A Fall Message to Our Glenmary Partners

Two of my brother missioners celebrate 50th jubilees this year. Although they were in the same novice class together, they have not lived in the same community at any time during their 50 years as Glenmarians. However, Father John Rausch and Brother Curt Kedley remain great friends and talk almost every week. Among the things they have in common is a passion for promoting peace and justice, which they approach from two different directions. Both bring a Catholic presence to their communities with their attention to justice.

Father John and Brother Curt, like all Glenmary missioners, use the gifts God has given them to benefit the people they reach out to in ministry. Your support of Glenmary enables them and their fellow missioners to approach ministry in ways that are best suited to their gifts. A donation will help ensure that the gifts of all Glenmarians are always used to their best advantage.
Father John approaches peace and justice from a systemic angle. He asks why people are poor, and he doesn’t usually have to dig very deeply before he learns that low-income folks have little or no power to change their situation. That power is in the hands of other people. The Appalachian region, where Father John has lived for all of his 50 years of ministry, is home to thousands of people who have low incomes, insufficient education and poor health.

Relying on extensive reading and study, as well as friendship with the people whose lives he works to change, Father John asks hard questions about the system that keeps people in chains. And he shines a light on the people and organizations responsible for those grim realities. He speaks on a national stage and writes for national publications about the injustice that affects people in his community, while suggesting ways to address that injustice.

Even so, Father John says he envies Brother Curt, who takes a direct approach to peace and justice and connects with people as he goes about his work. Father John laughs as he remembers that Brother Curt called himself a “janitorial engineer” when he was working in housekeeping in a nursing home and conducting what he referred to as a “mop ministry.”

While many of us would see such work as unimportant, Brother Curt knows the soothing rhythm of his mop allowed him to listen intently to residents of the nursing home as they talked to him.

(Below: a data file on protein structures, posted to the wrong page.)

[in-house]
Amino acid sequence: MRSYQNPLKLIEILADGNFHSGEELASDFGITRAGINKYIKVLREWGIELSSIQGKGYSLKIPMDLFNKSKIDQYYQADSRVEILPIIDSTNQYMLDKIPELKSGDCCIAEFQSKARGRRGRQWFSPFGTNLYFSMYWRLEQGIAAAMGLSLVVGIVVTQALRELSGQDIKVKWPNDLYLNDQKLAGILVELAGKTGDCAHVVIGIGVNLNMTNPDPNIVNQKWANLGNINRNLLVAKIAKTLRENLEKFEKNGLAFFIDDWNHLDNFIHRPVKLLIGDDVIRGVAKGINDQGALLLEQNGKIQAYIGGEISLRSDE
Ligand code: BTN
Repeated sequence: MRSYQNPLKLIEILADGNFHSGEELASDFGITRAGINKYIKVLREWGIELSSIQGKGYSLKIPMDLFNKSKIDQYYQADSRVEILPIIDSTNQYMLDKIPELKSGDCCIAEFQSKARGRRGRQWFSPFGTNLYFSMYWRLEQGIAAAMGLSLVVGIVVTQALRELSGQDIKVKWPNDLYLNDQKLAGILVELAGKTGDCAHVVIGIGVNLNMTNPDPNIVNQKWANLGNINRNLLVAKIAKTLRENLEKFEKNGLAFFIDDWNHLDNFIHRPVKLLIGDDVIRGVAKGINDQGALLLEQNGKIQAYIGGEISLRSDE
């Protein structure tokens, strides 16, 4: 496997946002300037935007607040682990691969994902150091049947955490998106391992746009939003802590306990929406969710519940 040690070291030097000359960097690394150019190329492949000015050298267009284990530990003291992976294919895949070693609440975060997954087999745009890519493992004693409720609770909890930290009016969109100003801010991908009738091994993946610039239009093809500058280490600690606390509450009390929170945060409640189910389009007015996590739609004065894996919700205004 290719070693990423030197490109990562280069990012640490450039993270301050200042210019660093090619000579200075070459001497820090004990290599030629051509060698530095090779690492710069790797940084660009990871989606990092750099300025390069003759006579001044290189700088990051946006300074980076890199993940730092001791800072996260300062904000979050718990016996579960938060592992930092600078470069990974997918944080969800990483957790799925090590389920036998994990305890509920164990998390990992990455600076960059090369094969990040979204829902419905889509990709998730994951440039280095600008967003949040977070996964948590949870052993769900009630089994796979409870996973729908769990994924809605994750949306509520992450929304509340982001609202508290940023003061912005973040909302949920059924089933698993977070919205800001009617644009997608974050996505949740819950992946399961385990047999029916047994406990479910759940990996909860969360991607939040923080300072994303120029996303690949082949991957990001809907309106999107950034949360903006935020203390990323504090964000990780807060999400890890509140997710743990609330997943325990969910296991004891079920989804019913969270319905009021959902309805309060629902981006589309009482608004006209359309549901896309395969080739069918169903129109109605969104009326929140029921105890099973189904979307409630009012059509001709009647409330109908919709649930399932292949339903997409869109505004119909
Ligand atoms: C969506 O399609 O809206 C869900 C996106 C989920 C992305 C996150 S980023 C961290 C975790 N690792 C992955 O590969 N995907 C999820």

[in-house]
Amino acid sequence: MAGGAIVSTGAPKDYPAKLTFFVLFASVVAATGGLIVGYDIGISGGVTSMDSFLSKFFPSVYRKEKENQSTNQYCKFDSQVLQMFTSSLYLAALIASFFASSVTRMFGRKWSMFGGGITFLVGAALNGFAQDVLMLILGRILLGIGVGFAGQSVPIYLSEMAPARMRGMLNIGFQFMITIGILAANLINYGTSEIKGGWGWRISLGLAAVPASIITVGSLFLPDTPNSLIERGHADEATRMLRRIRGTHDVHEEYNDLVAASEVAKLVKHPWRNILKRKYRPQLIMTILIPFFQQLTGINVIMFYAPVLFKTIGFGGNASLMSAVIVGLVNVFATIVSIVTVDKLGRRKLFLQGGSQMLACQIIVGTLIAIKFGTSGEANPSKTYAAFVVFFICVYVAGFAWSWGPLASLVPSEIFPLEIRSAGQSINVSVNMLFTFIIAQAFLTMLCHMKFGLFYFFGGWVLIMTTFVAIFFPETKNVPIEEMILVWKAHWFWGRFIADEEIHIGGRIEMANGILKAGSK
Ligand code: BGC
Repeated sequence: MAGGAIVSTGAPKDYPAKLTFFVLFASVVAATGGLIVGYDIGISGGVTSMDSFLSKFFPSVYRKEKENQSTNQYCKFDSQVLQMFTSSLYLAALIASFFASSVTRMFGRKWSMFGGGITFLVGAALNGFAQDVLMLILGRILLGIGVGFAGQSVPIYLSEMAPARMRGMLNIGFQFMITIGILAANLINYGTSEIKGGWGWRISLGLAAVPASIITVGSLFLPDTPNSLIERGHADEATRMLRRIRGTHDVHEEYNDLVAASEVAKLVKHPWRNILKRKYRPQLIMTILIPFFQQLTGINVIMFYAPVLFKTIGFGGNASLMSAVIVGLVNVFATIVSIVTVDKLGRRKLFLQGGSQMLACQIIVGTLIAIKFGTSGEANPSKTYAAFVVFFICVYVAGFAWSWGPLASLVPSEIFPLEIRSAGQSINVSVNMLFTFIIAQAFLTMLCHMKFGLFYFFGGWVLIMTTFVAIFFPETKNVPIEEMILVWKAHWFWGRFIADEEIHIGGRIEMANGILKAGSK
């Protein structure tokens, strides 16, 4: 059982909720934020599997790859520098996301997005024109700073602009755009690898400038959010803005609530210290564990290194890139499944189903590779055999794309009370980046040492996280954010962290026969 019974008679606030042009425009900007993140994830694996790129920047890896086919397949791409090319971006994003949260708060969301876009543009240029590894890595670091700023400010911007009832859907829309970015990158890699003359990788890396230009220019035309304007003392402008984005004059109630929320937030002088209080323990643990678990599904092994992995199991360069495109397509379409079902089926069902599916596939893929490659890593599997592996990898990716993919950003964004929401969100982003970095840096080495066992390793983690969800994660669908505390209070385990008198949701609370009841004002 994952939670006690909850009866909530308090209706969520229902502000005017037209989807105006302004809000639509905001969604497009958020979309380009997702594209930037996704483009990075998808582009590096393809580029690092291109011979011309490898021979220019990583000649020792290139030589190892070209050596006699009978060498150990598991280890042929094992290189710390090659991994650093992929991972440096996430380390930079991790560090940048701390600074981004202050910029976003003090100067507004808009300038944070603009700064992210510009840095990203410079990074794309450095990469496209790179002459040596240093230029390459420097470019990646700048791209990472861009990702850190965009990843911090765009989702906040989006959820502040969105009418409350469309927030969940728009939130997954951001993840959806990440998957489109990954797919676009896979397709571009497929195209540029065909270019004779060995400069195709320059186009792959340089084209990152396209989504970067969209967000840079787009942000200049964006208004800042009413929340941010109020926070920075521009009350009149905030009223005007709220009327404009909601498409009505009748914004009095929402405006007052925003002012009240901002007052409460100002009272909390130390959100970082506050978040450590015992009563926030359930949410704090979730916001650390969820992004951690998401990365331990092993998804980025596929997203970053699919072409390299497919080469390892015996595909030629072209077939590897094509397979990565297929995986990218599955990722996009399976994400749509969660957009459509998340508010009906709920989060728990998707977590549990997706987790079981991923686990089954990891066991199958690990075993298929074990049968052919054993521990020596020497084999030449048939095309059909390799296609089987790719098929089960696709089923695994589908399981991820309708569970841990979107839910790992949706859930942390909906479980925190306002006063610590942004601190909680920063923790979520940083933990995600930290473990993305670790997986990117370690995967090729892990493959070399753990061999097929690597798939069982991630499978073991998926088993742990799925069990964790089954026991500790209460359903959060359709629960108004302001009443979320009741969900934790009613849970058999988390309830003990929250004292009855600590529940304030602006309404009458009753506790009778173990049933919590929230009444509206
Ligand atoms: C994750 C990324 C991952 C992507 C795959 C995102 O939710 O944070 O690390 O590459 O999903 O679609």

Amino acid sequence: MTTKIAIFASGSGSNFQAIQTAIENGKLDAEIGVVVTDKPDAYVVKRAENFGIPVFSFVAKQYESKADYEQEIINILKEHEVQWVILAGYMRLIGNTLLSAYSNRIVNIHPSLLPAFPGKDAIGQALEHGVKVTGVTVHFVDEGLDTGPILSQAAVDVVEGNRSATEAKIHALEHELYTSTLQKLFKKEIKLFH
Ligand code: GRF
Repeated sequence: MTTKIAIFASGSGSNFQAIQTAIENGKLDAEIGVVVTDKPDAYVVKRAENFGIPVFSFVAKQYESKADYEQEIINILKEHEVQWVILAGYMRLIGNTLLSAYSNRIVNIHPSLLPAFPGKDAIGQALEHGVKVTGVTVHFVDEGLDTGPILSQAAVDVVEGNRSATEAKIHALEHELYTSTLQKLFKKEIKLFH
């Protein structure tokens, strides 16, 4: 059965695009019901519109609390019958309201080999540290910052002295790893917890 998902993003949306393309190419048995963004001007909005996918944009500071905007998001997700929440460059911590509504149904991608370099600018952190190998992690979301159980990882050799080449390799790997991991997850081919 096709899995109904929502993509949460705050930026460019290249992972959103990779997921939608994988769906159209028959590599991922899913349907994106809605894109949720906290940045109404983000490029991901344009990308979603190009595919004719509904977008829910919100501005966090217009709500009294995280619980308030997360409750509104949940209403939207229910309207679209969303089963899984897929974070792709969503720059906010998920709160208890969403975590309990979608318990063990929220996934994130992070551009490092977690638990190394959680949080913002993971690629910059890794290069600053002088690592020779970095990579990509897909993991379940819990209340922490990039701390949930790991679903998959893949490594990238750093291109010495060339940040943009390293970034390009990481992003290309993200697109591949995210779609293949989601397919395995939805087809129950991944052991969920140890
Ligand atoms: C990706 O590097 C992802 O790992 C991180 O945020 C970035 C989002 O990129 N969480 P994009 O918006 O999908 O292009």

Brother Curt, now living in Windsor, N.C., has a special love for African American members of the community and often visits their homes. That takes racial inclusiveness to a whole new level, especially in the southern towns Brother Curt has called home during his 50 years of ministry. But don’t get it wrong, Father John cautions. Brother Curt knows just how countercultural his actions are and how important his witness is.

When he thinks of Father John’s ministry, Brother Curt remembers a time when the two lived about an hour apart. One damp, cold evening, they stood together in Powell County, Ky., with about a dozen people whose lives and homes were adversely affected by an industrial mulch pile covering many acres of land. Brother Curt describes the people as not only powerless, but powerless to do anything about the mulch. Father John stood with them, Brother Curt says, and helped them devise ways to let elected officials know that the mulch the Chamber of Commerce saw as an economic benefit to the community was anything but beneficial to the people who had gathered that night.

Father John and Brother Curt say they are humbled by each other’s ministries! I am humbled when I think of the 50 years during which these two men have tirelessly worked with and for people who seldom, if ever, have anyone to speak up for them.

And I am humbled and thankful, too, when I realize that their ministries are possible because of the generosity of Glenmary donors like you. Father John and Brother Curt bring their communities a powerful Catholic presence, which continues to shine the light of justice in areas where that light is sorely lacking.

I hope you continue to put your faith into action with a gift to support Father John’s prophetic voice and Brother Curt's hands-on ministry. And I hope your support and prayers will continue well into the next 50 years for all Glenmary missioners, as they use their unique gifts to carry out their work

This year of 2016 is a year of celebration for the remarkable ministries of these two missioners, two great friends who approach the important work of social justice in two very different ways. Please join me in a prayer of thanksgiving for their work. And please know that you and your loved ones are in my daily prayers as well.

Your brother in mission,
Father Don Tranel
Director of Development